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MEDIA CONTACT: Dina Pierce
CITIZEN CONTACT: Heather Lauer
Ohio EPA Considering Discharge Permit for Huber Heights Water Plant
Ohio EPA will host a public meeting on Thursday, March 1, 2018, about a proposed wastewater discharge from the Huber Heights drinking water treatment plant.
The meeting will be held at the Huber Heights Police Department Community Meeting Room, 6121 Taylorsville Road. An information session begins at 6 p.m. with a hearing immediately following during which the public can submit comments on the record about the application for the discharge permit.
The city has applied for a permit to discharge wastewater from a new softening system at the Rip Rap Road water plant. If approved, the permit would allow the city to discharge up to 1.3 million gallons per day of filtered reject water from the process. The reject water would have higher concentrations of dissolved solids, such as minerals and salts, that are naturally present in ground water.
The proposed project may result in a change from current water quality conditions, but cannot violate Ohio’s water quality standards that protect human health and the environment. Ohio EPA will consider technical, economic, social and environmental aspects of the project before deciding whether to issue or deny the permit. The water treatment plant would discharge the water to the Great Miami River.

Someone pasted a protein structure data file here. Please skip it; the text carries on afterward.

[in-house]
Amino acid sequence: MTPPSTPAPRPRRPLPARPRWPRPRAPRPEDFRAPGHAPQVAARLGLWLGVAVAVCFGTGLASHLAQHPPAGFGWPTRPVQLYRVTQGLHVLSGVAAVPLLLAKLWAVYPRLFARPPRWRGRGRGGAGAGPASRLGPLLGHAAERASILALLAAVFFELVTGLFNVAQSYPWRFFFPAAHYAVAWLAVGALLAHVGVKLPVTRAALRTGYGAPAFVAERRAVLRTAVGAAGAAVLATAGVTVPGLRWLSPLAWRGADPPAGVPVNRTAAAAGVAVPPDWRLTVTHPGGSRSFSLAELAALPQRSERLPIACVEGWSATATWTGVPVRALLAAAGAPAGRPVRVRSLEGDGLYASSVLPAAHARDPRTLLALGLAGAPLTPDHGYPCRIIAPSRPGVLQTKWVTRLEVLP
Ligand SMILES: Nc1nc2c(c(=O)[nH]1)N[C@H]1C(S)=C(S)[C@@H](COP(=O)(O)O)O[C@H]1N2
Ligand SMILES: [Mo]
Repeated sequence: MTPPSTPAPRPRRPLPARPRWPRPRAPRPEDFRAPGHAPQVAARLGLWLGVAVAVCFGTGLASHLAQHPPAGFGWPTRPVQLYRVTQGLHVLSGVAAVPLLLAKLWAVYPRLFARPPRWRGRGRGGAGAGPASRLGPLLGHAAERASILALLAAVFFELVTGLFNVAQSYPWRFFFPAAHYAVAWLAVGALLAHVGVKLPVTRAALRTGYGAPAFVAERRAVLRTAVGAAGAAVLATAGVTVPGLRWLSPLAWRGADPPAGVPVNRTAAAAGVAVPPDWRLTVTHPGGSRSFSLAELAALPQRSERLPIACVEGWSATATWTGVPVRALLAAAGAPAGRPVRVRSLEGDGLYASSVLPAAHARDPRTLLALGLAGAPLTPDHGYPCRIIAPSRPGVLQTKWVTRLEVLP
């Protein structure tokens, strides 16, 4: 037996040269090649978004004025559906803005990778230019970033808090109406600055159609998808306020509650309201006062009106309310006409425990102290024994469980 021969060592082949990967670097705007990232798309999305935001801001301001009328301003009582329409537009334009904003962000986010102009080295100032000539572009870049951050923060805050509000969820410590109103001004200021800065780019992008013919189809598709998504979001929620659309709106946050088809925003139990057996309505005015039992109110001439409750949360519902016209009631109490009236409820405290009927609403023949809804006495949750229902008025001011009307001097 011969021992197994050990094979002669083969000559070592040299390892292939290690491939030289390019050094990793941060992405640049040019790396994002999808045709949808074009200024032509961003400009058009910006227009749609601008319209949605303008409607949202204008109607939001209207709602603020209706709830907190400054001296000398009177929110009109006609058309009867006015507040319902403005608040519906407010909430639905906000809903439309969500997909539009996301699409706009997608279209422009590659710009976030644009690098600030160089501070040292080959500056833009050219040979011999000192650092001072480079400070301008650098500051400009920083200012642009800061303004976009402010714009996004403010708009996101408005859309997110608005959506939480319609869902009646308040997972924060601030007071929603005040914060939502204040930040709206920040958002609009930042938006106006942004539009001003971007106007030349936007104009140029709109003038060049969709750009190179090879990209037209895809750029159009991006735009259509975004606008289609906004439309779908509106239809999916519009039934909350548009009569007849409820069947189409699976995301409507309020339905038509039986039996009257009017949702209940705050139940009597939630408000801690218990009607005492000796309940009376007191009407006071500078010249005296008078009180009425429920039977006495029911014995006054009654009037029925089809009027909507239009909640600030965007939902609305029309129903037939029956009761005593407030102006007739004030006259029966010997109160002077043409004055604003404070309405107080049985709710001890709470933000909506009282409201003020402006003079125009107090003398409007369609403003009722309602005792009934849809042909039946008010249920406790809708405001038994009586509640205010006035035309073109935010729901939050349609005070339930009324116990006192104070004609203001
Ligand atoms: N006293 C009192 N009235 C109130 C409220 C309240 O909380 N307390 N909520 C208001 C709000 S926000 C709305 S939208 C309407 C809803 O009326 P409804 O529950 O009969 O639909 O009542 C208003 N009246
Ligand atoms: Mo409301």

Ohio EPA will accept written comments on the permit application through March 8, 2018. Anyone may submit comments or request to be on the mailing list for information. To comment or receive information on the permit application, write to: Ohio EPA-DSW, Permits Processing Unit, P.O. Box 1049, Columbus, Ohio 43216-1049 or email email@example.com.
The Ohio Environmental Protection Agency was created in 1972 to consolidate efforts to protect and improve air quality, water quality and waste management in Ohio. Since then, air pollutants dropped by as much as 90 percent; large rivers meeting standards improved from 21 percent to 89 percent; and hundreds of polluting, open dumps were replaced with engineered landfills and an increased emphasis on waste reduction and recycling.